Rotten Boroughs


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Rotten Boroughs

 

depopulated towns and villages of Britain at the end of the 18th and beginning of the 19th century that retained the right of representation in Parliament. A member of Parliament from a rotten borough was usually appointed by its proprietors—the landlords. The system of rotten boroughs, by which important cities such as Birmingham and Manchester had no representation in Parliament, was an obstacle to the penetration into Parliament of the representatives of the industrial bourgeoisie. The majority of the rotten boroughs (56) were deprived of their independent representation by the parliamentary reform of 1832; the remainder by the electoral reform of 1867. As a result, from 1832 to 1867, about 200 members’ seats in Parliament were liberated.

References in periodicals archive ?
The reformers in the Association Movement were intent on abolishing the glaring evils of the rotten boroughs and, more generally, were critical of what they perceived to be the excessive political power wielded by the boroughs in the provinces.
The Reform Bill of 1832 resulted in the elimination of all of the over two-hundred rotten boroughs while redistributing these among the under-represented counties and the new industrial towns, some of which returned no members at all under the old representational system.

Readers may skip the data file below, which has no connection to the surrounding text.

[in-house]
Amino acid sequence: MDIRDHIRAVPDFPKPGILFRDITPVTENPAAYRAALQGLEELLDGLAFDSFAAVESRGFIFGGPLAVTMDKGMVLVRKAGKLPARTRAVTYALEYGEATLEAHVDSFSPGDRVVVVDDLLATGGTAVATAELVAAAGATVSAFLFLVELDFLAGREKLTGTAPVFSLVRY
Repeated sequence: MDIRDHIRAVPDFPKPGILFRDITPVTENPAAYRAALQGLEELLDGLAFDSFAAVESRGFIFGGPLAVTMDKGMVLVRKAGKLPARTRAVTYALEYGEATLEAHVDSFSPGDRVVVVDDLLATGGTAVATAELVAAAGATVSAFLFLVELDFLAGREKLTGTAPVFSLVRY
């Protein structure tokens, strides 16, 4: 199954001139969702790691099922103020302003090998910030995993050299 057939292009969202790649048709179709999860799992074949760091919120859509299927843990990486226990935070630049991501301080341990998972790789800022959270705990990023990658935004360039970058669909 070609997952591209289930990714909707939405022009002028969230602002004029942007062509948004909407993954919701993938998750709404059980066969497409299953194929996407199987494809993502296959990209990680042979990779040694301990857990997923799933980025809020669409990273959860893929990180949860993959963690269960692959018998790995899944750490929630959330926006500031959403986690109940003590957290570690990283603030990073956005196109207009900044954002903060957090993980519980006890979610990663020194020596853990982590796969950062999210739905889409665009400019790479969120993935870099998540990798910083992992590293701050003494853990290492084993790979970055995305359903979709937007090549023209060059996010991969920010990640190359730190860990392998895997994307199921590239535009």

The first of these, the Reform Bill of 1832, disfranchised boroughs of very few inhabitants (called rotten boroughs), giving increased representation to large towns and extending the number of holders of the county and borough franchise.
Today, with a vote for the SNP, people can clear out Labour's rotten boroughs and stand up to Tory cuts with the SNP.
This seems to be yet another case of the Labour Party using its South Wales "rotten boroughs" to provide a favoured son with a safe seat.
GOVERNMENT communities boss Eric Pickles has blasted Merseyside councils as "incompetent rotten boroughs" who are soft on council tax evaders.
The old aristocracy not only dominated the House of Lords, but also used its influence to get relatives, friends, and family retainers elected to the House of Commons by exploiting a key institutional weakness -- the existence of "rotten boroughs" that could be bought and sold.
The expenses scandal, which tarnished so many MPs and forced some into premature retirement, has wearied the electorate, with some commentators comparing the last Parliament with those produced by the unreformed constitution of the 18th century, a period marked in the popular imagination by rotten boroughs where the nomination was in the hands of a single person or family.
NICOLA Sturgeon last night claimed voters can clean out Labour's "rotten boroughs" at Thursday's council election after a cronyism row erupted in Glasgow.
1832: The Great Reform Bill, an which disenfranchised rotten boroughs, became law.
The first Reform Bill, which abolished the rotten boroughs and gave the vote to many more workers, was drafted in his house and his Durham Report, in which he told the British Government they could not forever hold down the colonies and must give them self-rule, known as the Magna Carta of the Second British Empire, was the blueprint for the Commonwealth as we know it today.
This was a time of great political change when the Great Reform Bill scrapped many anomalies such as Rotten Boroughs, where vanished villages still returned MPs.